Giorgio Agamben was widely vilified for his comments on COVID at the outset of the pandemic. Almost one year on, and in the wake of subsequent events, some of them look increasingly prescient. In his “Clarifications,” published in March 2020, he wrote:
It is not surprising that for the virus one speaks of war. The emergency measures obligate us in fact to life in conditions of curfew. But a war with an invisible enemy that can lurk in every other person is the most absurd of wars. It is, in reality, a civil war. The enemy is not outside, it is within us.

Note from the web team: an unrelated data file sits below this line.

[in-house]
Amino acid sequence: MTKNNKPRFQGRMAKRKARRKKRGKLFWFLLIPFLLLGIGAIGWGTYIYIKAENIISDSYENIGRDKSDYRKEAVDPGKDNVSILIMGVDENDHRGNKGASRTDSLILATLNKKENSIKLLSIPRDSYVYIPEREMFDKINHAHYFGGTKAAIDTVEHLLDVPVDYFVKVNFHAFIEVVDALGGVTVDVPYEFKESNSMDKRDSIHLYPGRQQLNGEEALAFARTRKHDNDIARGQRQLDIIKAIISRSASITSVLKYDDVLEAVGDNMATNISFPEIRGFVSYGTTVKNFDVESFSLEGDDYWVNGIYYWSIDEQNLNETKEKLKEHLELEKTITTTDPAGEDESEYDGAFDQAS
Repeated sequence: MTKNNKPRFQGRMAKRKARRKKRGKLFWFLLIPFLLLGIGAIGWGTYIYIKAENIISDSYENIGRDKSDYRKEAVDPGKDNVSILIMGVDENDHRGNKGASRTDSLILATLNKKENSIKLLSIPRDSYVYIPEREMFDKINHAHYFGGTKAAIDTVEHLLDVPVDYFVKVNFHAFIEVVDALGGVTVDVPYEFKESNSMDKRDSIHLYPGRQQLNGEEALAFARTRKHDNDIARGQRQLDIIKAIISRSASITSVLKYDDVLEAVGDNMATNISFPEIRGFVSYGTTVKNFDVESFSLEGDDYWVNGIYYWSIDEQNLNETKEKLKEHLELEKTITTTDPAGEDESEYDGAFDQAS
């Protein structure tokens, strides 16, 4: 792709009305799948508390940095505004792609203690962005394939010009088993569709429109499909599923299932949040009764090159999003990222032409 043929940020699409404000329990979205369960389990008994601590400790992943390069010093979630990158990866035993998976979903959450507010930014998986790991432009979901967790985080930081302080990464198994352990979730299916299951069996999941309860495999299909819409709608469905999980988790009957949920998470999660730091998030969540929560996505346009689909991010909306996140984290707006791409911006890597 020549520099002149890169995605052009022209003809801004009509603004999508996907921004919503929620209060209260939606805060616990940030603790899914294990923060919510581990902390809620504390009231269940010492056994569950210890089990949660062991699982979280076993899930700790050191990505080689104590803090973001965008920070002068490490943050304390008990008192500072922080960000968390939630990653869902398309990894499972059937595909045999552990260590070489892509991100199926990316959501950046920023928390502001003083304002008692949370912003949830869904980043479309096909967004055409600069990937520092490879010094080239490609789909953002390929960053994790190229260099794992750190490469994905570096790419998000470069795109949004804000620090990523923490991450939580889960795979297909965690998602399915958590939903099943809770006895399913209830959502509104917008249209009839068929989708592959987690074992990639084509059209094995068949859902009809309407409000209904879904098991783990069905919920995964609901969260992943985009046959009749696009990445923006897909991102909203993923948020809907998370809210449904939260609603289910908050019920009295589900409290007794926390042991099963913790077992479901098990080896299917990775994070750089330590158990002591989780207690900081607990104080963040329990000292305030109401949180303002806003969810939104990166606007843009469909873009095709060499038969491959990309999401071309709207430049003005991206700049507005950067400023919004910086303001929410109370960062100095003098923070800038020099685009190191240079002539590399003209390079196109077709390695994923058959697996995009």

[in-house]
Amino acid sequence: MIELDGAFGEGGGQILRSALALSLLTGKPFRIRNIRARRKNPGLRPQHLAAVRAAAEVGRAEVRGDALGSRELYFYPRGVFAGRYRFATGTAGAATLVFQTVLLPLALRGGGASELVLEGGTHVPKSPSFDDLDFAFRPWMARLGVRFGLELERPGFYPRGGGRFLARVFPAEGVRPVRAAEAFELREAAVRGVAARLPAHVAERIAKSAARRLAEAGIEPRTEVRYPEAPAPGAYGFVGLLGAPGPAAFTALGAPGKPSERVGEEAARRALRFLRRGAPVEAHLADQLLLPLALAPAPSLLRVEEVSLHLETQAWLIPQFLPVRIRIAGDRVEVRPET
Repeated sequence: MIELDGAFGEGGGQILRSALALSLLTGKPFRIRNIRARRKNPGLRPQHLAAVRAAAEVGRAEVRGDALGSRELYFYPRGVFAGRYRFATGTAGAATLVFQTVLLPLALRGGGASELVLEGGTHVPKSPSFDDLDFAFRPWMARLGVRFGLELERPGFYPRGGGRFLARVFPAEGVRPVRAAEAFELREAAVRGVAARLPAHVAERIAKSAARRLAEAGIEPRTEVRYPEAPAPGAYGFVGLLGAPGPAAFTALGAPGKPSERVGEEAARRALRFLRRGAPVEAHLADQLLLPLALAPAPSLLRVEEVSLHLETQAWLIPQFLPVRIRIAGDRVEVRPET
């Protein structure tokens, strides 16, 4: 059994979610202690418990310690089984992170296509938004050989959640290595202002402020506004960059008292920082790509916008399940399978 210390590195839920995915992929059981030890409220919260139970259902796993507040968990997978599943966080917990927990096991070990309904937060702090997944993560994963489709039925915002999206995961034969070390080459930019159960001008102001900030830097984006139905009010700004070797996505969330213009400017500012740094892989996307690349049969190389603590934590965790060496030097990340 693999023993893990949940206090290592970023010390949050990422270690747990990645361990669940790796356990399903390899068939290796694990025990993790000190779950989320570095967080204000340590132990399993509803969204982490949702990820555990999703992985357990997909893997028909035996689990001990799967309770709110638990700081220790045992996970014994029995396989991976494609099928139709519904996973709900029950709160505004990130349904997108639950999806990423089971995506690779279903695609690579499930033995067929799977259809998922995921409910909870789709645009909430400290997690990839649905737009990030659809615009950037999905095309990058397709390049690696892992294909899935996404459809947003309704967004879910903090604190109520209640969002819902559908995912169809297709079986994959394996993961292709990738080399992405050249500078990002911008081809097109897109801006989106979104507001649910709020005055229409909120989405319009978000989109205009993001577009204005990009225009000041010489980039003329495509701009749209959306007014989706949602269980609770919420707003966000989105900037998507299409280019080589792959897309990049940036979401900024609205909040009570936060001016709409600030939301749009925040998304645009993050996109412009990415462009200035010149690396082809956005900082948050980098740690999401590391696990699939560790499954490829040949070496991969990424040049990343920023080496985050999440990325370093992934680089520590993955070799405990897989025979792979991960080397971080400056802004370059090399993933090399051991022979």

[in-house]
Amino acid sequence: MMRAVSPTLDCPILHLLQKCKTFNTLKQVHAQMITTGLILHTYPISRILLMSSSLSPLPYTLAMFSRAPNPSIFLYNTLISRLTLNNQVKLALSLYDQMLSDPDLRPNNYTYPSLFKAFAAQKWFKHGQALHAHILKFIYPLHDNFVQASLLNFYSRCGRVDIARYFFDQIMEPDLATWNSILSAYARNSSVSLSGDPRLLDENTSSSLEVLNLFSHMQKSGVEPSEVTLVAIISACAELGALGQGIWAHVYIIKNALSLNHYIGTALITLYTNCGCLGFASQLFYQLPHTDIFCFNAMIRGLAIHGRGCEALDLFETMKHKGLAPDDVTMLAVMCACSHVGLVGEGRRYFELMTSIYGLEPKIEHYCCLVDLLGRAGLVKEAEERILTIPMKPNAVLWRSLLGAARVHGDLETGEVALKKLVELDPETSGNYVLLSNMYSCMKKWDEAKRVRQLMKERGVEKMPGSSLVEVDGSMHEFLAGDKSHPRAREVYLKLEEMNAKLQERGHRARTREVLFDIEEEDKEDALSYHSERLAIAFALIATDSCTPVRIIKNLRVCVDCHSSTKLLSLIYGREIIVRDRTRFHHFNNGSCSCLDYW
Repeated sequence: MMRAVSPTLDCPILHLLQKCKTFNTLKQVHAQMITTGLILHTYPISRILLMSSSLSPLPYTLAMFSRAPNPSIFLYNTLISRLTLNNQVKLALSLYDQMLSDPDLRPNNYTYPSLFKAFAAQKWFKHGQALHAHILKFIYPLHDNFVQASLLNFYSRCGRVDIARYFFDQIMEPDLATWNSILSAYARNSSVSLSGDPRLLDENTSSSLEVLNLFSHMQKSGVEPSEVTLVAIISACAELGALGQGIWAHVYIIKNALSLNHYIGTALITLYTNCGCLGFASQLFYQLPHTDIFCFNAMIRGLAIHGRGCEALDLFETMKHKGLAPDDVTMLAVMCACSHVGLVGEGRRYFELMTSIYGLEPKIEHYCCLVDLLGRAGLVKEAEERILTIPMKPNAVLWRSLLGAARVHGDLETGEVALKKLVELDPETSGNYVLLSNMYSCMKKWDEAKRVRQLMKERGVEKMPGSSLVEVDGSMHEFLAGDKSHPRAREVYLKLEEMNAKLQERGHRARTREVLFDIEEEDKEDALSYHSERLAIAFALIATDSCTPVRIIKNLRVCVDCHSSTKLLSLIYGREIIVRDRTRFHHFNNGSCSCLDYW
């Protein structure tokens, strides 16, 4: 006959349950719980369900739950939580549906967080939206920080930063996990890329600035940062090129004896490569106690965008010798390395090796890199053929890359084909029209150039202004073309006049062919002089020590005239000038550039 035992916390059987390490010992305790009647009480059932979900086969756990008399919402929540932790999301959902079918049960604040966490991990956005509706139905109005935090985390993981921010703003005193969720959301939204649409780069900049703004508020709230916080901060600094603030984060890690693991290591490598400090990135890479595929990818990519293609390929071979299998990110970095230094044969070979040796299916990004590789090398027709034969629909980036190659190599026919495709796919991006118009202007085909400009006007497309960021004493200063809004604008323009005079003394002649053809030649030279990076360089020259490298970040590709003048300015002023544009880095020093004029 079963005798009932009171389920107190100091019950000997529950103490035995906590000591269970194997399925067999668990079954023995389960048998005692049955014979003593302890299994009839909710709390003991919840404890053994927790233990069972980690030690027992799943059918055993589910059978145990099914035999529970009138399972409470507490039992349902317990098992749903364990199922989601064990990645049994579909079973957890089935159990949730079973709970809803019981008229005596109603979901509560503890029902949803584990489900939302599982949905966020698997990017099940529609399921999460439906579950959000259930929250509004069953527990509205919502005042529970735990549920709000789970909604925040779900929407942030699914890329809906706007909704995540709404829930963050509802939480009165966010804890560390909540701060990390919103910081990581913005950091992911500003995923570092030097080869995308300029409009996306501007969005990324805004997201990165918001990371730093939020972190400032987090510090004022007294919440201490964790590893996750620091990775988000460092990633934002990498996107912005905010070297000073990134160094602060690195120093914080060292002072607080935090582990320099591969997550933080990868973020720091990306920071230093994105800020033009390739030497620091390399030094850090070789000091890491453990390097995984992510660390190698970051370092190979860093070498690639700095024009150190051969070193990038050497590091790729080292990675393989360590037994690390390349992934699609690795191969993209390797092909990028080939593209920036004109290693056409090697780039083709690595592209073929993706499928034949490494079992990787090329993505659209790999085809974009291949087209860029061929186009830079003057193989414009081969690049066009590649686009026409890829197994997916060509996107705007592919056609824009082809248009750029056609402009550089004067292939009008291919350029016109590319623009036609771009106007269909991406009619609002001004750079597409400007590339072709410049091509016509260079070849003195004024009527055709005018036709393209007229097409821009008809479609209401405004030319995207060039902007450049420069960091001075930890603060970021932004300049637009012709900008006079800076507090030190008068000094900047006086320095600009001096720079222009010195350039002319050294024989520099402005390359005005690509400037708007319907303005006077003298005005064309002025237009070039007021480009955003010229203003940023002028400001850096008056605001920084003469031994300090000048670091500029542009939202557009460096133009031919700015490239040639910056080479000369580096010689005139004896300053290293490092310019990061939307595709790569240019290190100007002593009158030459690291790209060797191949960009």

Agamben’s words return us to Baudrillard on 9/11, and to the image of a system of components “battling against itself.” The logic of viral contagion reproduces itself on the level of information, an infodemic running parallel to the pandemic. The binary between the healthy and the sick appears, on the ideological level, as a bifurcation between the compliant and the resistant, between those “vulnerable” to conspiracist messaging and those seemingly inoculated against misinformation and “fake news.” Through the mechanism of affective polarization, the modes of online communication we use to keep in touch with each other and the wider world under lockdown have driven this fork into opposing camps. Our mediascape, and the affordances of the online platforms and devices we use, encourage us “to divide the world into a liked in group (one’s own party) and a disliked out group (the opposing party).” Exposure to content and opinions we disagree with no longer offers the possibility of persuasion or compromise, but only the desire to drive the opposing party’s ideas away, like the virus itself. As Baudrillard put it, in this new ground, “the antagonism is everywhere, and in every one of us.” Yet, in the same way as each human body has its own medical history, its own legacy of exposure and morbidity, so too do ideas and their modes of transmission. Keeping this long intellectual history in mind can help us understand where ideas and conspiracy theories—no matter how seemingly outlandish or ornate—come from, which motifs they recycle, and how they mutate and adapt to changing events and ideological terrains.